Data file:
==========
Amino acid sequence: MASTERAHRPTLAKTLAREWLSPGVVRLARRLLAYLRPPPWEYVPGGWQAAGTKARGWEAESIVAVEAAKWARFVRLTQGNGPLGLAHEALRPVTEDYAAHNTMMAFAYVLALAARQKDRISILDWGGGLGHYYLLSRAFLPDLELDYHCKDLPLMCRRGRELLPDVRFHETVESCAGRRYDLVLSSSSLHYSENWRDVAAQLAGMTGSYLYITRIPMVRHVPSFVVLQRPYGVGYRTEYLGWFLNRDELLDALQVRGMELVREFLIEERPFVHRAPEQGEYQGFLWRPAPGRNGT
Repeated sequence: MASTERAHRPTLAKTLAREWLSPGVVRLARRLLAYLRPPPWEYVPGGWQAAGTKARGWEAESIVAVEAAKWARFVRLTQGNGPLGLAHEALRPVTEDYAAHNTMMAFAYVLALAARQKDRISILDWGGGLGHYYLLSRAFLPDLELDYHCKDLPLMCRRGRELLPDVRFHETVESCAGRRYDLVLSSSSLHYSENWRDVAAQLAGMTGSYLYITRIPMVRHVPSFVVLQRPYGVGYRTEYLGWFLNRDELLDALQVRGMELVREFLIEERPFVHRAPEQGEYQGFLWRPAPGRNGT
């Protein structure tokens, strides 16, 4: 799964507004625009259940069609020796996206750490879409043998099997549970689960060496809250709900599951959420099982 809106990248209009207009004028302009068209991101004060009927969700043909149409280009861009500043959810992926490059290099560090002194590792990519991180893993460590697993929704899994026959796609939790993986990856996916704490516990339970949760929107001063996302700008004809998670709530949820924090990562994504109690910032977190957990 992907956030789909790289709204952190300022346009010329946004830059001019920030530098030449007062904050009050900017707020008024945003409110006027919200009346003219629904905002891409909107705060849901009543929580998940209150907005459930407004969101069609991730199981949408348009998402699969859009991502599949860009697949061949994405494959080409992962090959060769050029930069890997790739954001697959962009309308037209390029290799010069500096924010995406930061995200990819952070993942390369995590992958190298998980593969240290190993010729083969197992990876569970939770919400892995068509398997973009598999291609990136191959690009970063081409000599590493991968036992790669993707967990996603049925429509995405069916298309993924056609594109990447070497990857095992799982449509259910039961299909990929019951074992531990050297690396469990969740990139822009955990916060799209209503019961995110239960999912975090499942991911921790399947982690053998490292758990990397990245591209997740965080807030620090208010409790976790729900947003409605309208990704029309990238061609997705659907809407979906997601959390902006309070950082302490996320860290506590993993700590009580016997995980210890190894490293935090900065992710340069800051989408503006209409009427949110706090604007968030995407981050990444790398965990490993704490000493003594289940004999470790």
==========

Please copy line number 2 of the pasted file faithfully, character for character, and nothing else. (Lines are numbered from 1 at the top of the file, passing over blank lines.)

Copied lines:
Repeated sequence: MASTERAHRPTLAKTLAREWLSPGVVRLARRLLAYLRPPPWEYVPGGWQAAGTKARGWEAESIVAVEAAKWARFVRLTQGNGPLGLAHEALRPVTEDYAAHNTMMAFAYVLALAARQKDRISILDWGGGLGHYYLLSRAFLPDLELDYHCKDLPLMCRRGRELLPDVRFHETVESCAGRRYDLVLSSSSLHYSENWRDVAAQLAGMTGSYLYITRIPMVRHVPSFVVLQRPYGVGYRTEYLGWFLNRDELLDALQVRGMELVREFLIEERPFVHRAPEQGEYQGFLWRPAPGRNGT